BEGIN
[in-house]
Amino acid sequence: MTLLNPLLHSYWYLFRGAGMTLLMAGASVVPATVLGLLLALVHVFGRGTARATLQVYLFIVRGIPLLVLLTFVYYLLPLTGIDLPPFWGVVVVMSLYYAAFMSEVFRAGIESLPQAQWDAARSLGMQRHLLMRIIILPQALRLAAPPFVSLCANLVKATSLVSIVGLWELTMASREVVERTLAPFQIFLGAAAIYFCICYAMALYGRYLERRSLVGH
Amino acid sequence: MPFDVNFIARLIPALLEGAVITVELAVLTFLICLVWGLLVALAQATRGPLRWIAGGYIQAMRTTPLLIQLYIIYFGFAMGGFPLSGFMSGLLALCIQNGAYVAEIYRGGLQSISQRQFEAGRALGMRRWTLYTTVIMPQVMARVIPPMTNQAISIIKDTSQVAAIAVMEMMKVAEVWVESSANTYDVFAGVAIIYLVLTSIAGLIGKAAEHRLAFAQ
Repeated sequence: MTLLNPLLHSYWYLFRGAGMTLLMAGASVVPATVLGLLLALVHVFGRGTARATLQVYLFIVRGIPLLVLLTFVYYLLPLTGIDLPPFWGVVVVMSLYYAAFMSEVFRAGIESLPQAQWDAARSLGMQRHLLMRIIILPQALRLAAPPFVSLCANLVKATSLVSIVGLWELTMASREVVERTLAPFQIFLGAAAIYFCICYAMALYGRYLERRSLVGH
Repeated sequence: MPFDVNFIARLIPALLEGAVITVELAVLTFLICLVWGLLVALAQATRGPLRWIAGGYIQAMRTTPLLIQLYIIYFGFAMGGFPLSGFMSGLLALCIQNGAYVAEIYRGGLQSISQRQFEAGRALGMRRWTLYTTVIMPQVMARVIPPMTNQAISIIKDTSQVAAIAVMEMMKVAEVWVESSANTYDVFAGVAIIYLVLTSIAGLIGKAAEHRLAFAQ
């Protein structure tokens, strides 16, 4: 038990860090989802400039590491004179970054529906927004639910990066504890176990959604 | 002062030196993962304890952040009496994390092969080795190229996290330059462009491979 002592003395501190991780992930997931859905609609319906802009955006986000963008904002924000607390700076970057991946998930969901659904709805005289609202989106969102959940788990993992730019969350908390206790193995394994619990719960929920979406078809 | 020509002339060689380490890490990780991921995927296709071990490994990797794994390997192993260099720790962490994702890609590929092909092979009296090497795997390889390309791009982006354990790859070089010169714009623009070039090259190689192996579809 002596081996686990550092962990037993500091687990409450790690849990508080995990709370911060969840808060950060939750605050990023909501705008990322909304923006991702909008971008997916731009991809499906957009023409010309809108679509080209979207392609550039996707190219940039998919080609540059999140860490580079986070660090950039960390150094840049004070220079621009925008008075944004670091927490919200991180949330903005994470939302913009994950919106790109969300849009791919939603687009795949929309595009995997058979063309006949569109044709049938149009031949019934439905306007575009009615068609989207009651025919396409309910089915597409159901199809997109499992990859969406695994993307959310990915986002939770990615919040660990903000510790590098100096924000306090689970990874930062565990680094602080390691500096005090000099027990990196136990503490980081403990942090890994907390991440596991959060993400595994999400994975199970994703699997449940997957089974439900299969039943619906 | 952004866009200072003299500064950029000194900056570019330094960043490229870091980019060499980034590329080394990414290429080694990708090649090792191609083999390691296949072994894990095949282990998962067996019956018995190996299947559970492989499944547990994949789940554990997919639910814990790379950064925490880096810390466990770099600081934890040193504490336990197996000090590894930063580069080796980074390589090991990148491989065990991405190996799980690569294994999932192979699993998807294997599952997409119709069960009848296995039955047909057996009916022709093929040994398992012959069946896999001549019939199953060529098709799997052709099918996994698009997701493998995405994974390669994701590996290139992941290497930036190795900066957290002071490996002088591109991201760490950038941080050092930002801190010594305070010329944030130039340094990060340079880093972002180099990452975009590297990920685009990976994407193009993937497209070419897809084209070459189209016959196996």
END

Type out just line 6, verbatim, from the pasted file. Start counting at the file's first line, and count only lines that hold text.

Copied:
């Protein structure tokens, strides 16, 4: 038990860090989802400039590491004179970054529906927004639910990066504890176990959604 | 002062030196993962304890952040009496994390092969080795190229996290330059462009491979 002592003395501190991780992930997931859905609609319906802009955006986000963008904002924000607390700076970057991946998930969901659904709805005289609202989106969102959940788990993992730019969350908390206790193995394994619990719960929920979406078809 | 020509002339060689380490890490990780991921995927296709071990490994990797794994390997192993260099720790962490994702890609590929092909092979009296090497795997390889390309791009982006354990790859070089010169714009623009070039090259190689192996579809 002596081996686990550092962990037993500091687990409450790690849990508080995990709370911060969840808060950060939750605050990023909501705008990322909304923006991702909008971008997916731009991809499906957009023409010309809108679509080209979207392609550039996707190219940039998919080609540059999140860490580079986070660090950039960390150094840049004070220079621009925008008075944004670091927490919200991180949330903005994470939302913009994950919106790109969300849009791919939603687009795949929309595009995997058979063309006949569109044709049938149009031949019934439905306007575009009615068609989207009651025919396409309910089915597409159901199809997109499992990859969406695994993307959310990915986002939770990615919040660990903000510790590098100096924000306090689970990874930062565990680094602080390691500096005090000099027990990196136990503490980081403990942090890994907390991440596991959060993400595994999400994975199970994703699997449940997957089974439900299969039943619906 | 952004866009200072003299500064950029000194900056570019330094960043490229870091980019060499980034590329080394990414290429080694990708090649090792191609083999390691296949072994894990095949282990998962067996019956018995190996299947559970492989499944547990994949789940554990997919639910814990790379950064925490880096810390466990770099600081934890040193504490336990197996000090590894930063580069080796980074390589090991990148491989065990991405190996799980690569294994999932192979699993998807294997599952997409119709069960009848296995039955047909057996009916022709093929040994398992012959069946896999001549019939199953060529098709799997052709099918996994698009997701493998995405994974390669994701590996290139992941290497930036190795900066957290002071490996002088591109991201760490950038941080050092930002801190010594305070010329944030130039340094990060340079880093972002180099990452975009590297990920685009990976994407193009993937497209070419897809084209070459189209016959196996």